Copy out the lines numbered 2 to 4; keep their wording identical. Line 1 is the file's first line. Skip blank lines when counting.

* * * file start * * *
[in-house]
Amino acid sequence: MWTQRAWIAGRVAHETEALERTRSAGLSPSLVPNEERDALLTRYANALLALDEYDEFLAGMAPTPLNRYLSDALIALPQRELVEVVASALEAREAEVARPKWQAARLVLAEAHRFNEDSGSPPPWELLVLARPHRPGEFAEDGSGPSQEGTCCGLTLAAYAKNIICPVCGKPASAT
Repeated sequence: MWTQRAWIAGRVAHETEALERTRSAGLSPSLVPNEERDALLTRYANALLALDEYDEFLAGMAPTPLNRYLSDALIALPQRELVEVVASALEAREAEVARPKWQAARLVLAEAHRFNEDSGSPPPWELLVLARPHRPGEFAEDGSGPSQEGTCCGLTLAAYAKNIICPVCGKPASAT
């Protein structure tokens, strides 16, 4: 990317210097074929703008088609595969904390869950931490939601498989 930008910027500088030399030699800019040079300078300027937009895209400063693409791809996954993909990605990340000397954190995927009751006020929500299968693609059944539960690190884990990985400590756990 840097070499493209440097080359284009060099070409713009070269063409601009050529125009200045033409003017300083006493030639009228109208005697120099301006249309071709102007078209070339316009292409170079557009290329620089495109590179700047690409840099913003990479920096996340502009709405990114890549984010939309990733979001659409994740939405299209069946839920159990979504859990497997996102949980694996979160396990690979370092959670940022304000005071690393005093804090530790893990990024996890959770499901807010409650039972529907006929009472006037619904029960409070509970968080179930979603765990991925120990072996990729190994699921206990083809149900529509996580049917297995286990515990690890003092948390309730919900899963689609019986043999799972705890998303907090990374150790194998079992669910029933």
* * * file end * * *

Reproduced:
Amino acid sequence: MWTQRAWIAGRVAHETEALERTRSAGLSPSLVPNEERDALLTRYANALLALDEYDEFLAGMAPTPLNRYLSDALIALPQRELVEVVASALEAREAEVARPKWQAARLVLAEAHRFNEDSGSPPPWELLVLARPHRPGEFAEDGSGPSQEGTCCGLTLAAYAKNIICPVCGKPASAT
Repeated sequence: MWTQRAWIAGRVAHETEALERTRSAGLSPSLVPNEERDALLTRYANALLALDEYDEFLAGMAPTPLNRYLSDALIALPQRELVEVVASALEAREAEVARPKWQAARLVLAEAHRFNEDSGSPPPWELLVLARPHRPGEFAEDGSGPSQEGTCCGLTLAAYAKNIICPVCGKPASAT
């Protein structure tokens, strides 16, 4: 990317210097074929703008088609595969904390869950931490939601498989 930008910027500088030399030699800019040079300078300027937009895209400063693409791809996954993909990605990340000397954190995927009751006020929500299968693609059944539960690190884990990985400590756990 840097070499493209440097080359284009060099070409713009070269063409601009050529125009200045033409003017300083006493030639009228109208005697120099301006249309071709102007078209070339316009292409170079557009290329620089495109590179700047690409840099913003990479920096996340502009709405990114890549984010939309990733979001659409994740939405299209069946839920159990979504859990497997996102949980694996979160396990690979370092959670940022304000005071690393005093804090530790893990990024996890959770499901807010409650039972529907006929009472006037619904029960409070509970968080179930979603765990991925120990072996990729190994699921206990083809149900529509996580049917297995286990515990690890003092948390309730919900899963689609019986043999799972705890998303907090990374150790194998079992669910029933």